Will France’s Initiative Revive the Peace Process in the Middle East?

A diplomatic meeting will be held in Paris on June 3rd with the Foreign ministers of twenty countries but without Israelis and Palestinians

May 18th, 2016

The peace process between Israel and Palestine has been at a standstill for more than two years, I spite of efforts made the Quartet (USA, Russia, UN and the EU) to rectify it. This French initiative aims to create a new original frame of discussions in order to find a two-state solution.

On the 3rd of June, a diplomatic meeting made up of representatives of 20 Foreign Ministers including the US Secretary of State John Kerry, Russia, Germany, Egypt, Saudi Arabia and Jordan and will take place in Paris. However Israel and Palestine have not been invited to this conference but will join the talks during the autumn months.

The President of the Palestinian Authority, Mahmud Abbas has stated that he supports this French initiative. However there remains to be a positive acknowledgement from the Israeli government regarding the initiative, who so far have remained unconvinced of its legitimacy. Nonetheless they claim to be open to direct talks between Israel and Palestine even if this method has proven to be insufficient so far.

The relationship between France and Israel has been cold since France signed a UNESCO resolution entitled ‘Occupied Palestine’ earlier this year, the goal of the French and in particular this initiative is not to appease Israel. This is why French Foreign Minister Jean-Marc Ayrault and the Prime Minister Manuel Valls visited Tel-Aviv mid-May to defend the “disinterested” French initiative for peace in the Middle East.

The hard part for France will be to convince Israel that its initiative can indeed bring a solution to the conflict. Prime Minister Benjamin Netanyahu is trying to expend his majority in the Knesset, and to do so 

he is turning toward the extreme right. Earlier this week Israel Minister of Defense Moshe Yaalon resigned from his office and said that he lost confidence in his “extremist” government. The arrival of former Foreign Affairs Minister and ultranationalist Avigdor Lieberman in the very important office of Minister of Defense could jeopardize the peace talks.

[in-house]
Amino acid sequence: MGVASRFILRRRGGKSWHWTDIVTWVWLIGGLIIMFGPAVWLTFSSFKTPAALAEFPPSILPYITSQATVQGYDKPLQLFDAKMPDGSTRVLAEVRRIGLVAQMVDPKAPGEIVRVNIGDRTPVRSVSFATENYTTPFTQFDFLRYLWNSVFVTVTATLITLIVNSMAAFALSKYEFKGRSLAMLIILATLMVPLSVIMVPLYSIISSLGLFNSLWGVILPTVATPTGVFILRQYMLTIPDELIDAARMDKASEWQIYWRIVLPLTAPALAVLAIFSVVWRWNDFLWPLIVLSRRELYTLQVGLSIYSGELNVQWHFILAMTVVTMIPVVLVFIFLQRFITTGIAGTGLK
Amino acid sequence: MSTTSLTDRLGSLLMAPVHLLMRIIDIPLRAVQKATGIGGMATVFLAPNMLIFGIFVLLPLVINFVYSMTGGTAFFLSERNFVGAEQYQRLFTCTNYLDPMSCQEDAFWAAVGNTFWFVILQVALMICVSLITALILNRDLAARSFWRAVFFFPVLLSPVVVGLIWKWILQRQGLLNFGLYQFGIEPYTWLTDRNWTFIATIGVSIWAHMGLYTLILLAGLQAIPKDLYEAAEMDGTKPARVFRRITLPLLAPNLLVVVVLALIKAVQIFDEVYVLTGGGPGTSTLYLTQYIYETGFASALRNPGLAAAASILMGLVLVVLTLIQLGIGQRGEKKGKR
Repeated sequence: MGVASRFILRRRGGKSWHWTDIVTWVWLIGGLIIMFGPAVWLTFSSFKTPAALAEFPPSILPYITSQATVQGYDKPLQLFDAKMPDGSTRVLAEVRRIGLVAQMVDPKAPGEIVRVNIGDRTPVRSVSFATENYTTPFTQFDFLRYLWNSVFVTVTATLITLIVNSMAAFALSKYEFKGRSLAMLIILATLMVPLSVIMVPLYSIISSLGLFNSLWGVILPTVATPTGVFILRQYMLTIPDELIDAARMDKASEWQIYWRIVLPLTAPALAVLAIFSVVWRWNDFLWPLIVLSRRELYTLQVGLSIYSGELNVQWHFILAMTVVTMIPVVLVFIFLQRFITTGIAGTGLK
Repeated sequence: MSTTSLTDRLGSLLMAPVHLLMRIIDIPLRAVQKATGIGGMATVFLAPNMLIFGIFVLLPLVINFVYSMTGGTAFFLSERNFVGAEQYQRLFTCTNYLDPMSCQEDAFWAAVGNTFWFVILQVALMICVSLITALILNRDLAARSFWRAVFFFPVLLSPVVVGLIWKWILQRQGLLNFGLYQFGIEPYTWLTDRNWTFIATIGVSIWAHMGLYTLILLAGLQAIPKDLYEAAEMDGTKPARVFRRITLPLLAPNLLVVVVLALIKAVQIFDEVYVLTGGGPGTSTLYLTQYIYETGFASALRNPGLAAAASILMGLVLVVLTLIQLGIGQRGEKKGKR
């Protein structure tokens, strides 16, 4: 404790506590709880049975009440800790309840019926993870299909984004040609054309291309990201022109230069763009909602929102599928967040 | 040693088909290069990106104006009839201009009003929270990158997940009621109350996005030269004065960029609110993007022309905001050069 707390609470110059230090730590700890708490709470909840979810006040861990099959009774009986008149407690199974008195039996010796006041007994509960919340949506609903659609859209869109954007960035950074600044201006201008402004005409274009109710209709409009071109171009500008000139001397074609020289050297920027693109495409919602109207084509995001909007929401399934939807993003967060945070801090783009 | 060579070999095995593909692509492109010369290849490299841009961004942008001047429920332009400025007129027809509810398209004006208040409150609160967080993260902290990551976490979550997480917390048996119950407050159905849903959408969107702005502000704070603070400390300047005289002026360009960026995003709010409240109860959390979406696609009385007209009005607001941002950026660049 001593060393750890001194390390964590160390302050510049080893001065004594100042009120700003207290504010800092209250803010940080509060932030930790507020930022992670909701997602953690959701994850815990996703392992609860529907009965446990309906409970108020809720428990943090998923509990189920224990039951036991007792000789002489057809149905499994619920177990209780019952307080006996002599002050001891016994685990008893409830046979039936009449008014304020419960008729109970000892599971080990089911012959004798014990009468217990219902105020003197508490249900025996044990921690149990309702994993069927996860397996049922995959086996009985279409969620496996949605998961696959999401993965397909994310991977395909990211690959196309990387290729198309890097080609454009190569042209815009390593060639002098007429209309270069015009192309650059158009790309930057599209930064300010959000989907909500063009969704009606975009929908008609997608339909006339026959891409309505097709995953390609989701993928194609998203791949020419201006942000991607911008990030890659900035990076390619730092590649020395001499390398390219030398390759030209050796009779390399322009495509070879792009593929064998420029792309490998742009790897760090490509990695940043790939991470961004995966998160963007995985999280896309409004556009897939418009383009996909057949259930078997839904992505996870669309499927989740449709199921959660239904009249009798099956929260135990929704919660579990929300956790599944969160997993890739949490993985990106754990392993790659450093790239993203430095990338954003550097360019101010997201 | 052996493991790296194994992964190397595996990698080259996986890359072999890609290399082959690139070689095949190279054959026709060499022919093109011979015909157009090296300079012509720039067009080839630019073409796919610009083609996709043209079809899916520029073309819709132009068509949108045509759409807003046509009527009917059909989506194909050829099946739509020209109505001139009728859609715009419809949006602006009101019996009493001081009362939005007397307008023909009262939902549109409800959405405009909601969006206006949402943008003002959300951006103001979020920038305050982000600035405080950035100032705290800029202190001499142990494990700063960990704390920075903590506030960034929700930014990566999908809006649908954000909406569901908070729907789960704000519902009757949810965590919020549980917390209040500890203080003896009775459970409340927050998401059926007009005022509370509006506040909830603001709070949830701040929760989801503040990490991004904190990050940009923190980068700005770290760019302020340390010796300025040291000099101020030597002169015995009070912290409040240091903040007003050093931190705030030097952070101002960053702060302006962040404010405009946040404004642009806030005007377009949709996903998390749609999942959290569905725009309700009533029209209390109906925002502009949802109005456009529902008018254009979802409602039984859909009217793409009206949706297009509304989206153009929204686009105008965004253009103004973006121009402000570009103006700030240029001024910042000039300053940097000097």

Egyptian President al-Sisi declared that he is in favor of the French initiative and called for the Israelis and the Palestinians to make peace. He asked the different political parties in Israel to unite for this cause. President Sisi also suggested that the 2002 Arab peace initiative could be used as a model. The relationships between Egypt and Israel are still cold since the 1979 peace treaty; progress in the peace process between Israel and Palestine could warm up the relations between the two neighbors.

Uncertain for a time, the presence of the US Secretary of State John Kerry gives much more weight to the French project. However, and in spite of Kerry’s declarations of support for the initiative, it is doubtful that the US will strongly engage in the talks only a few months away from the end of the Obama Administration.

Europe is once again divided regarding the French attempt to bring back to life the peace process. The High Representative of the EU, Federica Mogherini is not enthusiastic that the Quartet is no longer the only actor in the peace process, even if it has come to no solution yet. The German Chancellor Angela Merkel stated that the “the time is probably not to major progress”. Because of those divergences the French plan to put pressure on Israel by an automatic recognition of Palestine as a State in case of failure of the peace talks.

It remains to be uncertain whether or not the French initiative to revive the peace process in the Middle East, will be a success. In order to truly succeed, it will be necessary to convince Israel to join the talks with true intentions to come to a resolution to the conflict. Therefore American pressure on Israel is necessary. However the upcoming publishing of a report which does not depict Israel in a positive light, may change their stance on the matter.

The recent events in the Middle East and North Africa, the Arab Springs, the wars in Libya and in Syria, the Iranian nuclear deal and ISIS, all demonstrate the need for this French initiative and its potential to put the matter of the conflict between Israel and Palestine to the forefront of problem solving initiatives.


Cultural Diplomacy News
Gaspard Fontaine, CD News